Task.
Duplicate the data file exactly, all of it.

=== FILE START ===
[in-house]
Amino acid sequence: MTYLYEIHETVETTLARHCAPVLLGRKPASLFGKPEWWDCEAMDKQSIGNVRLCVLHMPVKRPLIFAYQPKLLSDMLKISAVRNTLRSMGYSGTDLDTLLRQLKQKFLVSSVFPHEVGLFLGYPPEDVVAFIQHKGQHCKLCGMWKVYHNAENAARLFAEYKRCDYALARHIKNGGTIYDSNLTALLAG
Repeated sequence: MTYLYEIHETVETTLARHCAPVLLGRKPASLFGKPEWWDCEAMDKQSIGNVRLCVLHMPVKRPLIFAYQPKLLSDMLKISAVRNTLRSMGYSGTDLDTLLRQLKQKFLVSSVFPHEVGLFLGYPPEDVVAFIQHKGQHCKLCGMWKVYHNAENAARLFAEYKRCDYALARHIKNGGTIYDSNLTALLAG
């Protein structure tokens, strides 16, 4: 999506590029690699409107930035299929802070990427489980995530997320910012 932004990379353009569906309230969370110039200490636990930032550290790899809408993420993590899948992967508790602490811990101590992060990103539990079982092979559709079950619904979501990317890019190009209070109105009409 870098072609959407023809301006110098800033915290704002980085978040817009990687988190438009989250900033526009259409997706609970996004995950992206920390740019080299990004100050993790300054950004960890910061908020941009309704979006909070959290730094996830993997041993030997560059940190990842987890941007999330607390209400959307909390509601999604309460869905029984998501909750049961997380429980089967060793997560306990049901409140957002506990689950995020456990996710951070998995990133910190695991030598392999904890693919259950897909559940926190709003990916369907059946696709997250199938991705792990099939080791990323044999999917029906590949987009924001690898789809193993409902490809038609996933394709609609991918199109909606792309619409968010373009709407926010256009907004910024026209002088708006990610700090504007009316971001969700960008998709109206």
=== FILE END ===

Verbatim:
[in-house]
Amino acid sequence: MTYLYEIHETVETTLARHCAPVLLGRKPASLFGKPEWWDCEAMDKQSIGNVRLCVLHMPVKRPLIFAYQPKLLSDMLKISAVRNTLRSMGYSGTDLDTLLRQLKQKFLVSSVFPHEVGLFLGYPPEDVVAFIQHKGQHCKLCGMWKVYHNAENAARLFAEYKRCDYALARHIKNGGTIYDSNLTALLAG
Repeated sequence: MTYLYEIHETVETTLARHCAPVLLGRKPASLFGKPEWWDCEAMDKQSIGNVRLCVLHMPVKRPLIFAYQPKLLSDMLKISAVRNTLRSMGYSGTDLDTLLRQLKQKFLVSSVFPHEVGLFLGYPPEDVVAFIQHKGQHCKLCGMWKVYHNAENAARLFAEYKRCDYALARHIKNGGTIYDSNLTALLAG
């Protein structure tokens, strides 16, 4: 999506590029690699409107930035299929802070990427489980995530997320910012 932004990379353009569906309230969370110039200490636990930032550290790899809408993420993590899948992967508790602490811990101590992060990103539990079982092979559709079950619904979501990317890019190009209070109105009409 870098072609959407023809301006110098800033915290704002980085978040817009990687988190438009989250900033526009259409997706609970996004995950992206920390740019080299990004100050993790300054950004960890910061908020941009309704979006909070959290730094996830993997041993030997560059940190990842987890941007999330607390209400959307909390509601999604309460869905029984998501909750049961997380429980089967060793997560306990049901409140957002506990689950995020456990996710951070998995990133910190695991030598392999904890693919259950897909559940926190709003990916369907059946696709997250199938991705792990099939080791990323044999999917029906590949987009924001690898789809193993409902490809038609996933394709609609991918199109909606792309619409968010373009709407926010256009907004910024026209002088708006990610700090504007009316971001969700960008998709109206």